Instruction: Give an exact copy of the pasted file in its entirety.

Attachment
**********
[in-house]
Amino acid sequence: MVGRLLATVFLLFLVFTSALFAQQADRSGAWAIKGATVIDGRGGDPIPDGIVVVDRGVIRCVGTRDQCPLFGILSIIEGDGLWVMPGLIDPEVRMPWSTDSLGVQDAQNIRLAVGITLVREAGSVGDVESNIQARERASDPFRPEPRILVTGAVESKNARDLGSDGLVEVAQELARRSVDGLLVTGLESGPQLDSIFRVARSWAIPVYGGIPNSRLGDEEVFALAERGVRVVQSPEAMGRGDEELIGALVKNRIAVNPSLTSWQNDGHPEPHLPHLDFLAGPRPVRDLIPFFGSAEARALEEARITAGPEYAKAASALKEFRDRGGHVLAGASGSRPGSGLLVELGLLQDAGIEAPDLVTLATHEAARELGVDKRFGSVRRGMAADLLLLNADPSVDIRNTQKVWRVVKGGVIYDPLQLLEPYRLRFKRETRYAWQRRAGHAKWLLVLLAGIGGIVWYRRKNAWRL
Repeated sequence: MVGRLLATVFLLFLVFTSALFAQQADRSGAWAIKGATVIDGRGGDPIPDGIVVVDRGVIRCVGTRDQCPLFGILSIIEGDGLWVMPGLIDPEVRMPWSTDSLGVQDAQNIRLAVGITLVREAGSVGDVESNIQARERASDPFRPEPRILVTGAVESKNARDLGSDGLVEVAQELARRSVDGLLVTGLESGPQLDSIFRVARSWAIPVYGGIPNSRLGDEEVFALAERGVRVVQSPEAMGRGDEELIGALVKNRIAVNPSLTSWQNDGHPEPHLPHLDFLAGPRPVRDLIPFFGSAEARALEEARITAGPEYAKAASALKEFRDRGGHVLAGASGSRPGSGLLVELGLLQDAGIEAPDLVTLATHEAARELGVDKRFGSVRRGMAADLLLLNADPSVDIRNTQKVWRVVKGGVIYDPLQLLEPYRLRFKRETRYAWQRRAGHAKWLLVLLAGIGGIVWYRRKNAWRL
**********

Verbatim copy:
[in-house]
Amino acid sequence: MVGRLLATVFLLFLVFTSALFAQQADRSGAWAIKGATVIDGRGGDPIPDGIVVVDRGVIRCVGTRDQCPLFGILSIIEGDGLWVMPGLIDPEVRMPWSTDSLGVQDAQNIRLAVGITLVREAGSVGDVESNIQARERASDPFRPEPRILVTGAVESKNARDLGSDGLVEVAQELARRSVDGLLVTGLESGPQLDSIFRVARSWAIPVYGGIPNSRLGDEEVFALAERGVRVVQSPEAMGRGDEELIGALVKNRIAVNPSLTSWQNDGHPEPHLPHLDFLAGPRPVRDLIPFFGSAEARALEEARITAGPEYAKAASALKEFRDRGGHVLAGASGSRPGSGLLVELGLLQDAGIEAPDLVTLATHEAARELGVDKRFGSVRRGMAADLLLLNADPSVDIRNTQKVWRVVKGGVIYDPLQLLEPYRLRFKRETRYAWQRRAGHAKWLLVLLAGIGGIVWYRRKNAWRL
Repeated sequence: MVGRLLATVFLLFLVFTSALFAQQADRSGAWAIKGATVIDGRGGDPIPDGIVVVDRGVIRCVGTRDQCPLFGILSIIEGDGLWVMPGLIDPEVRMPWSTDSLGVQDAQNIRLAVGITLVREAGSVGDVESNIQARERASDPFRPEPRILVTGAVESKNARDLGSDGLVEVAQELARRSVDGLLVTGLESGPQLDSIFRVARSWAIPVYGGIPNSRLGDEEVFALAERGVRVVQSPEAMGRGDEELIGALVKNRIAVNPSLTSWQNDGHPEPHLPHLDFLAGPRPVRDLIPFFGSAEARALEEARITAGPEYAKAASALKEFRDRGGHVLAGASGSRPGSGLLVELGLLQDAGIEAPDLVTLATHEAARELGVDKRFGSVRRGMAADLLLLNADPSVDIRNTQKVWRVVKGGVIYDPLQLLEPYRLRFKRETRYAWQRRAGHAKWLLVLLAGIGGIVWYRRKNAWRL